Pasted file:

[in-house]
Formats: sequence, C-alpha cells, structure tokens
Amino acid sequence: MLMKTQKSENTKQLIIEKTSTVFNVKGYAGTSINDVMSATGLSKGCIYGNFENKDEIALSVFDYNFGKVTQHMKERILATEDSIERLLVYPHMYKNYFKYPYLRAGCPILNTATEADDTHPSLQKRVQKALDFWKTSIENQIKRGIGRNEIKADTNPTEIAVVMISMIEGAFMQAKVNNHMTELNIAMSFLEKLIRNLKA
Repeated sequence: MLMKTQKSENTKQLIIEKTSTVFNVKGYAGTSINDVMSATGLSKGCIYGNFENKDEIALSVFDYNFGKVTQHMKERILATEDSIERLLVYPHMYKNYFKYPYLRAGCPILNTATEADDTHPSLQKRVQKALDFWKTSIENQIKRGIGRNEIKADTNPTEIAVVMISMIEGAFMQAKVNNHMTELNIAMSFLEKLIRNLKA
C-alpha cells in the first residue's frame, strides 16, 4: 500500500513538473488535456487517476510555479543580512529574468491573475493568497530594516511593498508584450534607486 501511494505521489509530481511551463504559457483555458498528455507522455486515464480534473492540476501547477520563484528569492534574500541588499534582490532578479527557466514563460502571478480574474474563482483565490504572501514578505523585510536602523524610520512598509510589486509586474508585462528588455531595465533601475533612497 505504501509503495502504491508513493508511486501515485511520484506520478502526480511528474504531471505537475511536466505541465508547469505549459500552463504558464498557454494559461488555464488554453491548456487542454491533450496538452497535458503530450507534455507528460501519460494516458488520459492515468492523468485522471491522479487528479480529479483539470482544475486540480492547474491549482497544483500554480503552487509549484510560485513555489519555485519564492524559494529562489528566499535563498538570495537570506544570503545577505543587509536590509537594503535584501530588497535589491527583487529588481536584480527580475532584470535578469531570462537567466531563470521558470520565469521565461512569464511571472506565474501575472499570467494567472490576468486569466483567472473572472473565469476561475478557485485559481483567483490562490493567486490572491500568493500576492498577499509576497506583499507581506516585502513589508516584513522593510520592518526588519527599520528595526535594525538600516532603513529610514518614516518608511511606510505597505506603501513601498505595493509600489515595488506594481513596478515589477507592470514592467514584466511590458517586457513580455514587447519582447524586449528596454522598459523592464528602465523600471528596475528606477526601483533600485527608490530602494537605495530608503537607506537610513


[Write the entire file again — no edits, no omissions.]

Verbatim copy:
[in-house]
Formats: sequence, C-alpha cells, structure tokens
Amino acid sequence: MLMKTQKSENTKQLIIEKTSTVFNVKGYAGTSINDVMSATGLSKGCIYGNFENKDEIALSVFDYNFGKVTQHMKERILATEDSIERLLVYPHMYKNYFKYPYLRAGCPILNTATEADDTHPSLQKRVQKALDFWKTSIENQIKRGIGRNEIKADTNPTEIAVVMISMIEGAFMQAKVNNHMTELNIAMSFLEKLIRNLKA
Repeated sequence: MLMKTQKSENTKQLIIEKTSTVFNVKGYAGTSINDVMSATGLSKGCIYGNFENKDEIALSVFDYNFGKVTQHMKERILATEDSIERLLVYPHMYKNYFKYPYLRAGCPILNTATEADDTHPSLQKRVQKALDFWKTSIENQIKRGIGRNEIKADTNPTEIAVVMISMIEGAFMQAKVNNHMTELNIAMSFLEKLIRNLKA
C-alpha cells in the first residue's frame, strides 16, 4: 500500500513538473488535456487517476510555479543580512529574468491573475493568497530594516511593498508584450534607486 501511494505521489509530481511551463504559457483555458498528455507522455486515464480534473492540476501547477520563484528569492534574500541588499534582490532578479527557466514563460502571478480574474474563482483565490504572501514578505523585510536602523524610520512598509510589486509586474508585462528588455531595465533601475533612497 505504501509503495502504491508513493508511486501515485511520484506520478502526480511528474504531471505537475511536466505541465508547469505549459500552463504558464498557454494559461488555464488554453491548456487542454491533450496538452497535458503530450507534455507528460501519460494516458488520459492515468492523468485522471491522479487528479480529479483539470482544475486540480492547474491549482497544483500554480503552487509549484510560485513555489519555485519564492524559494529562489528566499535563498538570495537570506544570503545577505543587509536590509537594503535584501530588497535589491527583487529588481536584480527580475532584470535578469531570462537567466531563470521558470520565469521565461512569464511571472506565474501575472499570467494567472490576468486569466483567472473572472473565469476561475478557485485559481483567483490562490493567486490572491500568493500576492498577499509576497506583499507581506516585502513589508516584513522593510520592518526588519527599520528595526535594525538600516532603513529610514518614516518608511511606510505597505506603501513601498505595493509600489515595488506594481513596478515589477507592470514592467514584466511590458517586457513580455514587447519582447524586449528596454522598459523592464528602465523600471528596475528606477526601483533600485527608490530602494537605495530608503537607506537610513